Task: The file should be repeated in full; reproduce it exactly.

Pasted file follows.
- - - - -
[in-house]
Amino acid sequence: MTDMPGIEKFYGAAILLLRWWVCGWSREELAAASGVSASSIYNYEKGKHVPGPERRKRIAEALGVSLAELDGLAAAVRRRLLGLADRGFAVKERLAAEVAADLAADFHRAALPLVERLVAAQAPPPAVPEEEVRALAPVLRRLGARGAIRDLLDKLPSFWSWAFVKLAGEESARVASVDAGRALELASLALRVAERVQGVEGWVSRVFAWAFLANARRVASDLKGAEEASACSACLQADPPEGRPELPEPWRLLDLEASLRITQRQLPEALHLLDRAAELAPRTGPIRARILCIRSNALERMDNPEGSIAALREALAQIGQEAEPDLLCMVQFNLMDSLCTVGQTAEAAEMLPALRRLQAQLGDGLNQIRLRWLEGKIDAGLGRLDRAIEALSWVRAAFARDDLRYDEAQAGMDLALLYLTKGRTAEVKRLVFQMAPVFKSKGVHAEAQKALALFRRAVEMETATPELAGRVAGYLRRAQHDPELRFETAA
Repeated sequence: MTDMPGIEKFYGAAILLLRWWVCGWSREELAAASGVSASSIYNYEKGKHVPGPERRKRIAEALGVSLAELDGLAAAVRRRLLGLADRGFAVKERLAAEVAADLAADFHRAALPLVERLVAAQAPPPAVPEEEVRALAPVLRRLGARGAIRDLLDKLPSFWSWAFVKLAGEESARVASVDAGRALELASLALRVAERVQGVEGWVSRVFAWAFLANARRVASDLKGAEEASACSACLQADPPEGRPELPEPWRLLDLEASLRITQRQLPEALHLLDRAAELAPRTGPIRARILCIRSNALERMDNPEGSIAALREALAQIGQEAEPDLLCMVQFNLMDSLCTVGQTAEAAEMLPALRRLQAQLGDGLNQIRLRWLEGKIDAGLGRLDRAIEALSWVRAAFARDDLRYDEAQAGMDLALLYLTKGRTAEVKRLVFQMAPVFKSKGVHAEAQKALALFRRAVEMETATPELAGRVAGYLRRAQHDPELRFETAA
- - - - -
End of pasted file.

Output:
[in-house]
Amino acid sequence: MTDMPGIEKFYGAAILLLRWWVCGWSREELAAASGVSASSIYNYEKGKHVPGPERRKRIAEALGVSLAELDGLAAAVRRRLLGLADRGFAVKERLAAEVAADLAADFHRAALPLVERLVAAQAPPPAVPEEEVRALAPVLRRLGARGAIRDLLDKLPSFWSWAFVKLAGEESARVASVDAGRALELASLALRVAERVQGVEGWVSRVFAWAFLANARRVASDLKGAEEASACSACLQADPPEGRPELPEPWRLLDLEASLRITQRQLPEALHLLDRAAELAPRTGPIRARILCIRSNALERMDNPEGSIAALREALAQIGQEAEPDLLCMVQFNLMDSLCTVGQTAEAAEMLPALRRLQAQLGDGLNQIRLRWLEGKIDAGLGRLDRAIEALSWVRAAFARDDLRYDEAQAGMDLALLYLTKGRTAEVKRLVFQMAPVFKSKGVHAEAQKALALFRRAVEMETATPELAGRVAGYLRRAQHDPELRFETAA
Repeated sequence: MTDMPGIEKFYGAAILLLRWWVCGWSREELAAASGVSASSIYNYEKGKHVPGPERRKRIAEALGVSLAELDGLAAAVRRRLLGLADRGFAVKERLAAEVAADLAADFHRAALPLVERLVAAQAPPPAVPEEEVRALAPVLRRLGARGAIRDLLDKLPSFWSWAFVKLAGEESARVASVDAGRALELASLALRVAERVQGVEGWVSRVFAWAFLANARRVASDLKGAEEASACSACLQADPPEGRPELPEPWRLLDLEASLRITQRQLPEALHLLDRAAELAPRTGPIRARILCIRSNALERMDNPEGSIAALREALAQIGQEAEPDLLCMVQFNLMDSLCTVGQTAEAAEMLPALRRLQAQLGDGLNQIRLRWLEGKIDAGLGRLDRAIEALSWVRAAFARDDLRYDEAQAGMDLALLYLTKGRTAEVKRLVFQMAPVFKSKGVHAEAQKALALFRRAVEMETATPELAGRVAGYLRRAQHDPELRFETAA